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Is The Future Of Nuclear Power In Minireactors?

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Is The Future Of Nuclear Power In Minireactors?


Is The Future Of Nuclear Power In Minireactors?

Is The Future Of Nuclear Power In Minireactors?

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  • <iframe src="" width="100%" height="290" frameborder="0" scrolling="no" title="NPR embedded audio player">
  • Transcript

Instead of building costly, huge nuclear power plants like the Exelon Byron station in Byron, Ill., engineers are scaling down — aiming for garage-sized reactors that produce just one-tenth the amount of electricity of a conventional facility. Jeff Haynes/AFP/Getty Images hide caption

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Jeff Haynes/AFP/Getty Images

Almost 60 years ago, engineers in Idaho switched on the world's first nuclear power plant. It was only able to illuminate four light bulbs. The reactor vessel in Idaho stood about 8 feet high, and eventually it made enough electricity to power a building.

A nuclear plant today can produce 10,000 times as much electricity. But for the past 20 years, new nuclear plants have been too expensive to build. Now engineers are trying to revive the industry by thinking small again.

They're designing what they call "modular" or "mini"reactors. Instead of occupying a city block of buildings, the smallest could fit in a two-car garage. And it won't break the bank.

"We've been calling it the economy of small," says Jose Reyes, who runs a company called NuScale Power. Reyes has designed a reactor about one-tenth the size of current reactors. It looks very different, though, kind of like a 50-foot-plus thermos.

"The concept is that you can't take a large reactor with all of its pumps and valves and piping and just shrink it down and expect to see an economic advantage there," he says.

In a standard reactor, there are pipes running everywhere, and pumps and valves to circulate water to the reactor core. The hot fuel creates steam that is piped out of the reactor vessel to run a turbine. If pumps or valves fail to keep the water moving, you can get a Fukushima-style meltdown.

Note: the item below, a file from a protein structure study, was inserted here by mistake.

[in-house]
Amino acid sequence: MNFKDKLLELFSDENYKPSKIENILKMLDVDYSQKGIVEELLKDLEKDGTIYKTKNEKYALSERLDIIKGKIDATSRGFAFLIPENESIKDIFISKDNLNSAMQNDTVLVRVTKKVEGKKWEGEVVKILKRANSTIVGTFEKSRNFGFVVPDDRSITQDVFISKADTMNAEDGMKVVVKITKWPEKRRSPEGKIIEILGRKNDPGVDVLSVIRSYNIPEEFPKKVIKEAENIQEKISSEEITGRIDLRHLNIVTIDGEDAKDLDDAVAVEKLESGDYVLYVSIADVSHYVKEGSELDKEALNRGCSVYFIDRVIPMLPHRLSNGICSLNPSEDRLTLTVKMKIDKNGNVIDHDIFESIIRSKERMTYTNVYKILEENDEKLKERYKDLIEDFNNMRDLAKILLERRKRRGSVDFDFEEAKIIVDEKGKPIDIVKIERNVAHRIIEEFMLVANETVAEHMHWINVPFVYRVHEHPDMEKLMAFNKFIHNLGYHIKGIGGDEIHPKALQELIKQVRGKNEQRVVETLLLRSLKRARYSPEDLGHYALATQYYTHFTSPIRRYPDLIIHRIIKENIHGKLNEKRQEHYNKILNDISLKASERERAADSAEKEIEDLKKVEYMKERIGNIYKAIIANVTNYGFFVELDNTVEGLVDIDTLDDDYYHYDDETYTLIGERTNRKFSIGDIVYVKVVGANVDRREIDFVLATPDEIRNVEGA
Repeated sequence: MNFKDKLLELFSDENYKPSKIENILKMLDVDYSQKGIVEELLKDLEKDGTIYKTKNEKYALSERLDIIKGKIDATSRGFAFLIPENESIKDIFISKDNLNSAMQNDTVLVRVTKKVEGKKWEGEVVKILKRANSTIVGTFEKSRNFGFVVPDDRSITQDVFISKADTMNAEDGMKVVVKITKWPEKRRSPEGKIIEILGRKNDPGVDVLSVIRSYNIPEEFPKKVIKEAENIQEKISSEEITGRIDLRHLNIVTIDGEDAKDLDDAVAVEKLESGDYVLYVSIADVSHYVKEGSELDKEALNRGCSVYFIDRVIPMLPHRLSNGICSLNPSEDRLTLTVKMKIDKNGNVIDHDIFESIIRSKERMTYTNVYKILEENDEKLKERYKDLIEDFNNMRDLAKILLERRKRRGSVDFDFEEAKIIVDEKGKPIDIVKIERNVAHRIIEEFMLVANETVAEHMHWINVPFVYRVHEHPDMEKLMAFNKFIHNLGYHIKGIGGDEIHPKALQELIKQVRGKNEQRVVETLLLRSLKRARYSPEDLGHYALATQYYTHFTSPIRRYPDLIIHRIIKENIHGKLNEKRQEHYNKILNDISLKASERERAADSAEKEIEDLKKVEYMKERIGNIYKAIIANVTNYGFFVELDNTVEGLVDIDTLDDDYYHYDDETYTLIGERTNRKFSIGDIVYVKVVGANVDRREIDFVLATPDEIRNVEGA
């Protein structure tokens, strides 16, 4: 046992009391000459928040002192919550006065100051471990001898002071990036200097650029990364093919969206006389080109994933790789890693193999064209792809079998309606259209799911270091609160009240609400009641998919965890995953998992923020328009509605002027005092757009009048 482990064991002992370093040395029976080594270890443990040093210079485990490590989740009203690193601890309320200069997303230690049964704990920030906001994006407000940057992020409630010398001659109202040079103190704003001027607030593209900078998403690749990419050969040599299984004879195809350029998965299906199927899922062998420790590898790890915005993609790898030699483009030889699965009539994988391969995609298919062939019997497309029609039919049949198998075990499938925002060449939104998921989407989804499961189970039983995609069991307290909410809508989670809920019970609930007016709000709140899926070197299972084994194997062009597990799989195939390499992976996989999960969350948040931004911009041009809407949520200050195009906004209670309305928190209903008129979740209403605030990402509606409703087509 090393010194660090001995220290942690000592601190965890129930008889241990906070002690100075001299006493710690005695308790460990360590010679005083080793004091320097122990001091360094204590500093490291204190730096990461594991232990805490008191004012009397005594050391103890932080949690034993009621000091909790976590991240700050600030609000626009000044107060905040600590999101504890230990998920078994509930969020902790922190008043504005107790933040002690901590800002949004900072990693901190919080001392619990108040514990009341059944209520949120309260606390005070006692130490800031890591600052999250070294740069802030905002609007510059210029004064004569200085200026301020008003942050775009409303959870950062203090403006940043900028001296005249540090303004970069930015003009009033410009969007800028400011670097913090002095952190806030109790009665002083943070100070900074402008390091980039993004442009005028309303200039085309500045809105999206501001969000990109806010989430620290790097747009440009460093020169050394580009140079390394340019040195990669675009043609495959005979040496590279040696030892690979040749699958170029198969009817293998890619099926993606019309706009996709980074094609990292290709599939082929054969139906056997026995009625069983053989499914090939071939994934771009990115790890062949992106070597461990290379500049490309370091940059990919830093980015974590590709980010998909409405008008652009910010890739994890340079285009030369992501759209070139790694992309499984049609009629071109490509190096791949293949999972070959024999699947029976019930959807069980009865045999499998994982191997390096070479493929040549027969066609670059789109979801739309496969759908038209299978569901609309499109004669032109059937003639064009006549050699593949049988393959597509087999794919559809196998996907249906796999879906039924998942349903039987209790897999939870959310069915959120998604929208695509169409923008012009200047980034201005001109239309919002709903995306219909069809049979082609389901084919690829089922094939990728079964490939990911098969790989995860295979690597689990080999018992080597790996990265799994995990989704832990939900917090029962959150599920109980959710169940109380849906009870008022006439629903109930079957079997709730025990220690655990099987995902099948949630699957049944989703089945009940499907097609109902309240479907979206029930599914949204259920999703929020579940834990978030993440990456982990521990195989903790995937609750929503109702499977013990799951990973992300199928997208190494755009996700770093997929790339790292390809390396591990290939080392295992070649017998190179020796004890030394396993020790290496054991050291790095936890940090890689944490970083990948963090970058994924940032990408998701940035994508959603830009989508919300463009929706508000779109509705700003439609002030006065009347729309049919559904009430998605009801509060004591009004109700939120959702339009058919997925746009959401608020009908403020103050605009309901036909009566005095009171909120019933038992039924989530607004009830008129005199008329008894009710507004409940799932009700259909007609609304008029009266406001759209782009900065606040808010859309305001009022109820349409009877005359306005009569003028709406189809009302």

In the NuScale reactor, there are no pumps. Water circulates naturally as it gets heated and then cools off. The whole reactor sits underground in a tank of water that will flood everything in case of an accident.

Economies Of (Small) Scale?

Nuclear engineers say this so-called "passive" cooling design is safer than existing plants. Reyes says it's cheaper, too. Because his reactors are small, a utility company can order, say, have a dozen, then add more as needed.

"If you built a six-pack plant," says Reyes, "you're looking at a cost of around $1 billion, $1.2 billion. And if you are looking at filling it out with the remainder, it's about a $2 billion plant. So we're not asking the utilities to put out 5, 6, 7 billion dollars upfront to build a large facility. "

A large traditional plant also takes a decade to build. During that time, a builder pays interest on borrowed money and jumps through numerous regulatory hoops. But the minireactor people say, "Just tell us how many you want, and we'll ship them from the factory along with the ignition key."

There are doubters, of course, like Ernest Moniz, a physicist and energy expert at the Massachusetts Institute of Technology.

"To really test that proposition, you've got to produce a whole bunch of the same modular reactor on a cookie cutter line, because that's where the cost reduction is supposed to come from," he says. That requires a lot of start-up money and lots of orders for an unproven technology.

Another problem: If a minireactor puts out, say, one-tenth the electricity of one of its giant brethren, it will have to cost about one-tenth as much to build and operate to be competitive.

Energy consultant Kevin Book, with ClearView Energy Partners, says that's not likely. Some costs are pretty well fixed, no matter how small you are — getting permits, for example, or paying interest on loans.

"If you only have a very small plant bearing a very large regulatory or capital cost from delay," he says, "you don't have an economic resource at all."

Looking To The Future

Nonetheless, mininukes are popular. Enthusiasts include Microsoft's Bill Gates, who's backing a company called TerraPower.

At the industry's Nuclear Energy Institute, policy head Paul Genoa says minireactors might appeal to smaller utilities or foreign buyers who can't afford $5 billion for a big power plant. And cheaper kinds of power — coal and natural gas, for example — may not look so good as more governments tax or limit climate-warming carbon from power plants. Nuclear reactors don't emit carbon.

"The price that we're trying to compete with is not the price of a big nuclear plant today, or natural gas today," says Genoa, "but it's what it will be in 2020, and it's what it will be in different parts of the world."

Reyes' company, NuScale, and reactor builder Babcock & Wilcox have asked the Nuclear Regulatory Commission to approve their mininuke designs. Babcock & Wilcox is, in fact, already making small reactors — but they don't make commercial electricity. They power Navy submarines.

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